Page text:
Iesu Faban - A Christmas Chorale - Singing in Welsh
Last time around, Mary told us how 'Iesu Faban' came about. She praised Morgan and Jessica for singing in Welsh and suggested it might have been challenging for them. Here, Jessica and first Morgan, talk about 'Iesu Faban' and those challenges.
I used to sing as a bass in the school choir but it has been many years since I've sung a real part, reading notes and holding rather long steady notes.
Mary had written some beautiful, very close harmonies (is that a Welsh stereotype?) that were quite intricate.
My process, since I had to record remotely in New York, was having the sheet music and lyrics open on one screen, recording into Logic on the other screen and following Mary's lead vocals by ear for pronunciation and phrasing.
It was certainly a challenge that, as a singer, I had not been presented with before but I'm super happy with the blend of our voices. The first time I heard the mix that Chris did I was almost in tears.
We've agreed to do a Skype session for next time so Mary can coach me properly so I don't mix up my Y's and my U's.
A few challenges there for Morgan, but what a great job he did. I asked Jessica a few questions about the process
CT: So Jess,you've told us in the past about your Welsh upbringing. How important was it for you that the Christmas chorale was in Welsh?
JLM: I'm proud to be able to sing in what feels like a native language. Although I can't understand it all, the sound of the words is very comforting to me. The language of my motherland.
CT: What were the challenges for you singing?
JLM: I've been brought up Welsh, no doubt about it, as I've said in another blog. But not as a Welsh speaker. The family used this as an opportunity to talk in front of me about things they didn't want me to hear, but now and again I could hear my name amongst the babble. It wasn't until I got to Cardiff Uni that I learnt Welsh properly. Then forgot most of it.
However, I have been taught a couple of Welsh songs by Mary, 'Dafydd y Garreg Wen' and 'Aderyn Pur'. Not to mention the beloved anthem too. So I was prepared for her exacting standards when it came to recording these carols. They had to make sense.
CT:the monitor mix you had was your vocal, the piano guide and Mary's vocal. How did you feel singing along with her?
JLM: I've got used to singing along with Mary over the years, so it feels like second nature to me. I can copy her phrasing easily, being related, and also I've done a lot of session work where you have to fit in perfectly. The Welsh was a bit special, because it's a family language.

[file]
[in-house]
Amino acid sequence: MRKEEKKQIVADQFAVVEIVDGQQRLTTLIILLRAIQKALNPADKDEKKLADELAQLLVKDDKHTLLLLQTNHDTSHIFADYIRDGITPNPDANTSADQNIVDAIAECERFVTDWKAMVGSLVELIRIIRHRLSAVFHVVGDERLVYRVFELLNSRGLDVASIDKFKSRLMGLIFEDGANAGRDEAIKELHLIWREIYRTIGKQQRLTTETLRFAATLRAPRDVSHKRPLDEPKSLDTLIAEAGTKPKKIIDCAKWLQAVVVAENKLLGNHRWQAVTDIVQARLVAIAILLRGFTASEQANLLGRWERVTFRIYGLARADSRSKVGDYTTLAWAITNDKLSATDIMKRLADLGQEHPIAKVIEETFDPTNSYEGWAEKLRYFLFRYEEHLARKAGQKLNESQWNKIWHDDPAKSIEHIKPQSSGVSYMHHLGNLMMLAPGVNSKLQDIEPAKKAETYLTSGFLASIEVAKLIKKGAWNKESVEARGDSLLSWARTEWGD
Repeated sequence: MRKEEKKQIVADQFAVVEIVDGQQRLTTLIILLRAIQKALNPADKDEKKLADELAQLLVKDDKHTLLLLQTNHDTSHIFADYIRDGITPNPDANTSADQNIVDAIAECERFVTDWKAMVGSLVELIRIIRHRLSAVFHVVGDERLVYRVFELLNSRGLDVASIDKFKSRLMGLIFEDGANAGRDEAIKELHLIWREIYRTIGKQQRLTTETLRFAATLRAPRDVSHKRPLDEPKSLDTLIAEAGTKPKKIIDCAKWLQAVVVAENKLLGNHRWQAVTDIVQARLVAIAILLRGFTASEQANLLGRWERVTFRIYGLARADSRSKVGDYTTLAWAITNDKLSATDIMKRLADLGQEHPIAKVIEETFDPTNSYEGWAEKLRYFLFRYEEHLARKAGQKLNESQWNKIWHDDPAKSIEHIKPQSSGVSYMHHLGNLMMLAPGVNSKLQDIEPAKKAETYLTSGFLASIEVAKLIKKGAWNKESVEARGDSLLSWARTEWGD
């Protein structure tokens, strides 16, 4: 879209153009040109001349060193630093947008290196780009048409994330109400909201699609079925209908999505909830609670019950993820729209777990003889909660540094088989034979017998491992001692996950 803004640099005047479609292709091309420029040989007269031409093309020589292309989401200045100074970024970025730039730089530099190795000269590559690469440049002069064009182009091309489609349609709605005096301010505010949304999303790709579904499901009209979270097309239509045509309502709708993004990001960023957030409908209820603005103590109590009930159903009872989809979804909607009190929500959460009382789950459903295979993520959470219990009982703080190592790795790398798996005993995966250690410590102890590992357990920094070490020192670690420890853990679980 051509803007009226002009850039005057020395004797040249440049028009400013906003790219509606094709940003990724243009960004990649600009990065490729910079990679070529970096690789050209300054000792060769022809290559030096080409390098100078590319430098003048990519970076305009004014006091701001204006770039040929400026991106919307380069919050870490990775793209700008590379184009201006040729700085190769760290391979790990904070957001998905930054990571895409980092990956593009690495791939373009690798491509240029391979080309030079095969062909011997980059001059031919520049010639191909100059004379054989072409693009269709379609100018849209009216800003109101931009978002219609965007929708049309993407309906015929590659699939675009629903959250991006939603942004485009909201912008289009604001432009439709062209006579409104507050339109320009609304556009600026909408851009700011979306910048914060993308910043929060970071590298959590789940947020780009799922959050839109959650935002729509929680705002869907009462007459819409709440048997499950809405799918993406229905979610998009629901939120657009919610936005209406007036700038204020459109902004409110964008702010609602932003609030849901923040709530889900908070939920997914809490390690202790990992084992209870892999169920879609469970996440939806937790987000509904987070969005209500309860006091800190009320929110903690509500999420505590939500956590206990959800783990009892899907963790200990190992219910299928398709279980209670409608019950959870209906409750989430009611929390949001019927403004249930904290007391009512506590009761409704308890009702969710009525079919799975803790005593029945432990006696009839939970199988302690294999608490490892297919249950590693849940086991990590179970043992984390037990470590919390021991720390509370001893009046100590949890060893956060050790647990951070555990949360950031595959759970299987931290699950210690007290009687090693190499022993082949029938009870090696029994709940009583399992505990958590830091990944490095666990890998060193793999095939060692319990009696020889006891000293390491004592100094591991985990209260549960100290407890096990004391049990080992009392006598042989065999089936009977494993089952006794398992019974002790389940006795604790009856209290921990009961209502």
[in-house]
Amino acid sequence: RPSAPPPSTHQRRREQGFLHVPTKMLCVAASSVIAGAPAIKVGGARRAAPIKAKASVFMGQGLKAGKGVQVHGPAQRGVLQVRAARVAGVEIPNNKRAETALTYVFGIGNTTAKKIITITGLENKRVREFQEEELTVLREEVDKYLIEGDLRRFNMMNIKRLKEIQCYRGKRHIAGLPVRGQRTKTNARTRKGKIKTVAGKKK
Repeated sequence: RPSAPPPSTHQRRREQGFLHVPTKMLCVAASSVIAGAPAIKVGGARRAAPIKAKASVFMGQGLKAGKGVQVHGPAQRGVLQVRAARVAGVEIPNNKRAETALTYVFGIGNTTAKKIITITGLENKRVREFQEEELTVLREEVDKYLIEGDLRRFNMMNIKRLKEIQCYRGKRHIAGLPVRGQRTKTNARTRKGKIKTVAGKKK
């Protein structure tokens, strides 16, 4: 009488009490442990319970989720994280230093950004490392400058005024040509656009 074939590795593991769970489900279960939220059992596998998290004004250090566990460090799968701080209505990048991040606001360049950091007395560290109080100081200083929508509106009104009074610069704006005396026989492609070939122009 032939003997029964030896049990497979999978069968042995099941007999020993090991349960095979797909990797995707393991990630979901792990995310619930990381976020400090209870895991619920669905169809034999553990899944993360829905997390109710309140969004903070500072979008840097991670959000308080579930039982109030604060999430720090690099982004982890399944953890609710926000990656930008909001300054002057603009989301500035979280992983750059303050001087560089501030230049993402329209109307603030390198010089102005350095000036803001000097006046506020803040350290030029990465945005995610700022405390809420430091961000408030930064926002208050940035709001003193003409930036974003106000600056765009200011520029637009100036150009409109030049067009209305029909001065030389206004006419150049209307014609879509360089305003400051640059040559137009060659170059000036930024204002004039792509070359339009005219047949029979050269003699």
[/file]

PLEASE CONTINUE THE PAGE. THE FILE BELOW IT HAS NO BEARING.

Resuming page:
CT: I found it hard to judge as you were singing whether you had got the mutations right, or pronounced vowel sounds properly, and I'm good with this stuff! Did this affect you much? Were you having to think about the note and then pronunciation?
JLM: Like Morgan, I went boss eyed simultaneously reading lyrics on one sheet (paper, old school) and music on another. I read from a copy of 'Y Caniedydd', Mary's hymn book.
CT: How would you make this easier in future?
JLM: What I should have done was to do all the humming first and get used to the melody before tackling the words, but like the impetuous soul I am I plunged headlong into both. Many of you will know the melody, the rocking carol, but it had managed to pass me by. And of course I wasn't singing the melody.
CT: how did the remote recording work for you? I know you're used to working like this with Mary and Morgan in particular, but did the language add a different dimension?
JLM: I think next time it would be good to have Mary coaching on the spot as we didn't get it all perfectly correct, and if you're so much as a vowel out it can alter the meaning! We might work together on Skype if we can't all be in the same room.
CT: Did choir building add a different dimension to the remote recording? It sounds pretty organic, but did you feel you were part of a sterile process with it?
JLM: I'm used to recording parts like this, especially backing vocals and choirs, so it felt fine to me. It would of course be lovely to sing in person with Morgan and Mary, but we'd still have to do some layering. Doing each part individually allows more chance of small fixes!
CT: Mary has hinted that there might be more to come. Can you shed any light on this?
JLM: We looked at an album's worth of songs but I don't think we have to stick to Christmas songs. There are a few other Welsh songs that I'd love to record this way with Mary and Morgan.
CT: Moving away from 'Iesu Faban'. Will we be seeing any new material from you soon? Do you think you might collaborate with Morgan and Mary on any of your own new material?
JLM: Of course, if they're willing! I am writing a new album and I'm sure there'll be some parts to request from them.
Jessica Morgan is head honcho at Mary Hopkin Music
Morgan Visconti is Managing Partner at Human Worldwide
Christian Thomas does production at Mary Hopkin Music